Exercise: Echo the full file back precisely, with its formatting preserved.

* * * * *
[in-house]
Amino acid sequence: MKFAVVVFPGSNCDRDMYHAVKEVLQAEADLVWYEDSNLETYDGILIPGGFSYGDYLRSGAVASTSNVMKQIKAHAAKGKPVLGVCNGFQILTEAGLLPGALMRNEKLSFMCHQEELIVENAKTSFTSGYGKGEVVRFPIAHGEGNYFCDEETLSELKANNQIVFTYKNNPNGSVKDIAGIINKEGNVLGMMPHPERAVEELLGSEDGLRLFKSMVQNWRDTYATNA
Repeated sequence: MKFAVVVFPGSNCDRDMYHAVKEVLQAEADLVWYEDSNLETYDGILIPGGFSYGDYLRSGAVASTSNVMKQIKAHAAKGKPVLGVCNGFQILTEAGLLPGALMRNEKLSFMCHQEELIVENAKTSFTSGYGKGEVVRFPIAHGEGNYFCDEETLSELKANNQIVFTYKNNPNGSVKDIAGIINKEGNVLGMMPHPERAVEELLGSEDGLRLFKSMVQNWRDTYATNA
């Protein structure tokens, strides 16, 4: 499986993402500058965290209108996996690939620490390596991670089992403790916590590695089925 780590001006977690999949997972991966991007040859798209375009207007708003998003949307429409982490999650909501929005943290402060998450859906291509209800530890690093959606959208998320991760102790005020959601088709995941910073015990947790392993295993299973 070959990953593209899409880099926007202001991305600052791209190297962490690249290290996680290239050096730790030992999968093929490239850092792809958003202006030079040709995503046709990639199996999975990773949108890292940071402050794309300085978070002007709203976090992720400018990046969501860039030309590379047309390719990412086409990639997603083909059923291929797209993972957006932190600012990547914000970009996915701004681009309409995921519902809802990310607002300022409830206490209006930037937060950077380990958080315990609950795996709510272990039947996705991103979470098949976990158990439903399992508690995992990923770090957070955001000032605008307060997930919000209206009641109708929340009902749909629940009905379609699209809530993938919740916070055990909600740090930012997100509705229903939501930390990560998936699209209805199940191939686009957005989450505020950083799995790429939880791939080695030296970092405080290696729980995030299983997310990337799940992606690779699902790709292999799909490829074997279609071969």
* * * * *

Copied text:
[in-house]
Amino acid sequence: MKFAVVVFPGSNCDRDMYHAVKEVLQAEADLVWYEDSNLETYDGILIPGGFSYGDYLRSGAVASTSNVMKQIKAHAAKGKPVLGVCNGFQILTEAGLLPGALMRNEKLSFMCHQEELIVENAKTSFTSGYGKGEVVRFPIAHGEGNYFCDEETLSELKANNQIVFTYKNNPNGSVKDIAGIINKEGNVLGMMPHPERAVEELLGSEDGLRLFKSMVQNWRDTYATNA
Repeated sequence: MKFAVVVFPGSNCDRDMYHAVKEVLQAEADLVWYEDSNLETYDGILIPGGFSYGDYLRSGAVASTSNVMKQIKAHAAKGKPVLGVCNGFQILTEAGLLPGALMRNEKLSFMCHQEELIVENAKTSFTSGYGKGEVVRFPIAHGEGNYFCDEETLSELKANNQIVFTYKNNPNGSVKDIAGIINKEGNVLGMMPHPERAVEELLGSEDGLRLFKSMVQNWRDTYATNA
């Protein structure tokens, strides 16, 4: 499986993402500058965290209108996996690939620490390596991670089992403790916590590695089925 780590001006977690999949997972991966991007040859798209375009207007708003998003949307429409982490999650909501929005943290402060998450859906291509209800530890690093959606959208998320991760102790005020959601088709995941910073015990947790392993295993299973 070959990953593209899409880099926007202001991305600052791209190297962490690249290290996680290239050096730790030992999968093929490239850092792809958003202006030079040709995503046709990639199996999975990773949108890292940071402050794309300085978070002007709203976090992720400018990046969501860039030309590379047309390719990412086409990639997603083909059923291929797209993972957006932190600012990547914000970009996915701004681009309409995921519902809802990310607002300022409830206490209006930037937060950077380990958080315990609950795996709510272990039947996705991103979470098949976990158990439903399992508690995992990923770090957070955001000032605008307060997930919000209206009641109708929340009902749909629940009905379609699209809530993938919740916070055990909600740090930012997100509705229903939501930390990560998936699209209805199940191939686009957005989450505020950083799995790429939880791939080695030296970092405080290696729980995030299983997310990337799940992606690779699902790709292999799909490829074997279609071969």